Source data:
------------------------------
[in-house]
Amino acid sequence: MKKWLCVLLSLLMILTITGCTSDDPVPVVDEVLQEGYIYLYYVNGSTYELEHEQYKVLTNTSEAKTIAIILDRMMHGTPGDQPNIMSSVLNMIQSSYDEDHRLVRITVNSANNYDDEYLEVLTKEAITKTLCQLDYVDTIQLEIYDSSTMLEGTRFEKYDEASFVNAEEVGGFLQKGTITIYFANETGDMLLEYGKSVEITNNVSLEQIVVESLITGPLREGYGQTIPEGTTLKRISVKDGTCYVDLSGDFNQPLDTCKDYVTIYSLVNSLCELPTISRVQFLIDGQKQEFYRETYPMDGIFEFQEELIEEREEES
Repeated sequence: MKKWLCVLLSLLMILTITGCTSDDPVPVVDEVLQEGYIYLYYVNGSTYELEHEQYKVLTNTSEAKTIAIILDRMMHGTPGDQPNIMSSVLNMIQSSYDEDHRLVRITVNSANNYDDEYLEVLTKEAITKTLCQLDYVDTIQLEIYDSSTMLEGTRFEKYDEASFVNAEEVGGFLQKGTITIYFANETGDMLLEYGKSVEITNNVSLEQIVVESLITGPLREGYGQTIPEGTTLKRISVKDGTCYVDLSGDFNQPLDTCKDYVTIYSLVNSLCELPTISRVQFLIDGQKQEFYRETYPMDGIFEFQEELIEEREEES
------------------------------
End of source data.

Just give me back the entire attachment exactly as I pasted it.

[in-house]
Amino acid sequence: MKKWLCVLLSLLMILTITGCTSDDPVPVVDEVLQEGYIYLYYVNGSTYELEHEQYKVLTNTSEAKTIAIILDRMMHGTPGDQPNIMSSVLNMIQSSYDEDHRLVRITVNSANNYDDEYLEVLTKEAITKTLCQLDYVDTIQLEIYDSSTMLEGTRFEKYDEASFVNAEEVGGFLQKGTITIYFANETGDMLLEYGKSVEITNNVSLEQIVVESLITGPLREGYGQTIPEGTTLKRISVKDGTCYVDLSGDFNQPLDTCKDYVTIYSLVNSLCELPTISRVQFLIDGQKQEFYRETYPMDGIFEFQEELIEEREEES
Repeated sequence: MKKWLCVLLSLLMILTITGCTSDDPVPVVDEVLQEGYIYLYYVNGSTYELEHEQYKVLTNTSEAKTIAIILDRMMHGTPGDQPNIMSSVLNMIQSSYDEDHRLVRITVNSANNYDDEYLEVLTKEAITKTLCQLDYVDTIQLEIYDSSTMLEGTRFEKYDEASFVNAEEVGGFLQKGTITIYFANETGDMLLEYGKSVEITNNVSLEQIVVESLITGPLREGYGQTIPEGTTLKRISVKDGTCYVDLSGDFNQPLDTCKDYVTIYSLVNSLCELPTISRVQFLIDGQKQEFYRETYPMDGIFEFQEELIEEREEES